Steve: Conceptually, a modal dialog is one that forces you to complete a task before you can continue. The program has been put into a "mode" that you have to complete before you can continue. I don’t know if that’s the actual history of the term but that’s how I think of it.

  5. Steve: Modal comes from the idea of programming "modes", where instead of working on a given task (eg. using a wordprocessor or a webbrowser), you switch the application into a different mode of operation (eg. changing configuration parameters, or creating mailing labels).

    Modeless dialogs do not involve this conceptual switchover, as they act within the context of the current task. Modeless dialogs, however, require that you focus entirely on another task, which can completely change the behavior of the previous task – and so you have to wait until the new task is finished before you go back. Which is why modal things prevent you from messing with the main application.

    As a user interface design principle, modality is to be avoided if at all possible, because it forces the user down a given path and prevents them from having full control over the application. There are cases where it makes sense, but it has been abused really badly in the past.

  6. Raymond: Yep, that’s it. I can’t remember where I first came across the term… it might have been in an Apple Lisa version of the Apple Human Interface Guidelines, but it dates back to the days of text console displays on mainframes, where each display screen was a different mode.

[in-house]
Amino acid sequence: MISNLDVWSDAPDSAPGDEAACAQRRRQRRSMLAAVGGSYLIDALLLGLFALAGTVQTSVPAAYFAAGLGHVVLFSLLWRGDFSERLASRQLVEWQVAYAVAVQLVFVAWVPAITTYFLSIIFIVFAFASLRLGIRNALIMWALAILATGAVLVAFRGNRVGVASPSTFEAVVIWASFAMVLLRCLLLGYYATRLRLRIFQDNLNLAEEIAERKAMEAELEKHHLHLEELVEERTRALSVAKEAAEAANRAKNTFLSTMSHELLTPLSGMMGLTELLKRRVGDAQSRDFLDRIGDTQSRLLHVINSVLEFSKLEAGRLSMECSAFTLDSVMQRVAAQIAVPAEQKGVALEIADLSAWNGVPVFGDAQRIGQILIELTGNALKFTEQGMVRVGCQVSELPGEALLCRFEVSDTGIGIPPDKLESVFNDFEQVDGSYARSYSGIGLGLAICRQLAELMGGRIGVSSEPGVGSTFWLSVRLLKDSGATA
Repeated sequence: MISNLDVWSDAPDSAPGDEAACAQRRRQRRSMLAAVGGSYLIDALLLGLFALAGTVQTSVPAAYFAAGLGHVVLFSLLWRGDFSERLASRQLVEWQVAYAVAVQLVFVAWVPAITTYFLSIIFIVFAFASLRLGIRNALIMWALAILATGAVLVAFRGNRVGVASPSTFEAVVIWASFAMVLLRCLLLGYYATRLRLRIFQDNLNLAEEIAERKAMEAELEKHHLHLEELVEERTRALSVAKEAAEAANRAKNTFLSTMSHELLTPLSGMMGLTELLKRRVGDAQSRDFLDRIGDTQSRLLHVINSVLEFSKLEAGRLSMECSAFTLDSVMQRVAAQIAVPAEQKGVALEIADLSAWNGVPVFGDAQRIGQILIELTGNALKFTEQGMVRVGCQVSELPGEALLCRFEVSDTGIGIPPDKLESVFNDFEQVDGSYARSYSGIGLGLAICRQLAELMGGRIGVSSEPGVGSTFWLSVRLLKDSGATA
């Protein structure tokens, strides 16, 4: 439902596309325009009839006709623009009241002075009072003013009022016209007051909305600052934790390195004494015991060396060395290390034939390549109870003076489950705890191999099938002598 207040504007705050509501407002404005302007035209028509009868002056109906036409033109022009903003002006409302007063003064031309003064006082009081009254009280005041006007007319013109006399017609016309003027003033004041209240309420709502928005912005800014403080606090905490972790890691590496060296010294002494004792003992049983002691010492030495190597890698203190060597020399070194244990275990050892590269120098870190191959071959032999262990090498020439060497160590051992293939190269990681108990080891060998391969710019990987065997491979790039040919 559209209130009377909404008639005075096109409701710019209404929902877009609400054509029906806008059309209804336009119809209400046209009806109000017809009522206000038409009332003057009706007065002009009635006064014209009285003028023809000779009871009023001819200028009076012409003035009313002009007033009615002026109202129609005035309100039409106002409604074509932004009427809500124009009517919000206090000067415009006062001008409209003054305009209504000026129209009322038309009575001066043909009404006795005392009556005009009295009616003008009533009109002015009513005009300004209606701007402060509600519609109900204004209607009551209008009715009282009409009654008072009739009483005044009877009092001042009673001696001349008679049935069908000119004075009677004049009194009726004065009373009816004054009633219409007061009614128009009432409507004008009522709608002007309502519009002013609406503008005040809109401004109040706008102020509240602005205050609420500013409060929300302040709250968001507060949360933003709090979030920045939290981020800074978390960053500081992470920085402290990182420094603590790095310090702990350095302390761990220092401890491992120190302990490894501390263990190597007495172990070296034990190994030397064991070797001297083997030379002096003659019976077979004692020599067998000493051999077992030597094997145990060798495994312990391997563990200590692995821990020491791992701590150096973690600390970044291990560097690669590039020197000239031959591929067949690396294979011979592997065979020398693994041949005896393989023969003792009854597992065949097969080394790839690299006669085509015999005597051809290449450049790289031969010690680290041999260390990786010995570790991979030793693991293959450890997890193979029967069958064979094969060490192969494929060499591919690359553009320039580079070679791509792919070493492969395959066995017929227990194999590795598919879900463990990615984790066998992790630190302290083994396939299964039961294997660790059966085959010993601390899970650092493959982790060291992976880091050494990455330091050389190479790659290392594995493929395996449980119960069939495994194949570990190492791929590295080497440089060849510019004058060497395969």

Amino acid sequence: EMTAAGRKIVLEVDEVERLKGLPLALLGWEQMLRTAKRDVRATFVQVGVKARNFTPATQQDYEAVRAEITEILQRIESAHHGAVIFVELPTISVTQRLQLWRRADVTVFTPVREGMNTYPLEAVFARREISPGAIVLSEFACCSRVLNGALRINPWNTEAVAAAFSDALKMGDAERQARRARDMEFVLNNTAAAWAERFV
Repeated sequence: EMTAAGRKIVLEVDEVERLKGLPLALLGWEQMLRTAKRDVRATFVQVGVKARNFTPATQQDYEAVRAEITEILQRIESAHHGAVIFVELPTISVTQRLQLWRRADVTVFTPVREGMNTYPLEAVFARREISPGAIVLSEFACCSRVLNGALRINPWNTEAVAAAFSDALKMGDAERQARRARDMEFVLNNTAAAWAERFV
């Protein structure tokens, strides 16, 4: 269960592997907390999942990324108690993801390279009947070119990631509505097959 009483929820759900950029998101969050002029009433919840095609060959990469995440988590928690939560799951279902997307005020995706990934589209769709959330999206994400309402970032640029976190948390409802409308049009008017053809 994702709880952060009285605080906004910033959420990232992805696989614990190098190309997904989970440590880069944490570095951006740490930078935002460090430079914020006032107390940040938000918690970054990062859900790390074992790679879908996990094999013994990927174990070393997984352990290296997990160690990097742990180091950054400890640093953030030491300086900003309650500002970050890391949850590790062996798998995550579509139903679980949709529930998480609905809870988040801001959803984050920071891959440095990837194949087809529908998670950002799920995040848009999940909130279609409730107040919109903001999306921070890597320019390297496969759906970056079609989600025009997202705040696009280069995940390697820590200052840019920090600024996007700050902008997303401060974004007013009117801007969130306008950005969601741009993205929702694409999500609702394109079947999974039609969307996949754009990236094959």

7. sd says:

    This isn’t applicable to MFC is it?

    Cdialog1Dlg dlg;

    m_pMainWnd = &dlg;

    INT_PTR nResponse = dlg.DoModal();

    if (nResponse == IDOK)


    // TODO: Place code here to handle when the dialog is

    // dismissed with OK


    else if (nResponse == IDCANCEL)


    // TODO: Place code here to handle when the dialog is

    // dismissed with Cancel


  8. Mike Dimmick says:

    MFC uses modeless dialogs behind the scenes. The DialogBox API does its own modal message loop internally, which MFC can’t hook into. This would mean that things like PreTranslateMessage and idle processing would fail to work.

    I believe there are other reasons too.

    Thankfully, MFC appears to get this right.

    See the code in DLGCORE.CPP (if you don’t have MFC source installed and you’re writing MFC code, go and install it right now, you’ll find debugging much easier, IMO).

  9. Jerry Pisk says:

    I see, this is about using modeless dialogs and making them act as modal. Then it makes sense even though I still don’t understand why not just use a modal dialog if I want to show the user a modal dialog. Any processing can (and imo should) run on a worker thread…

  10. Raymond Chen says:

    If you are using a framework that handles for you, then great! Use the framework and then you don’t need to worry about this.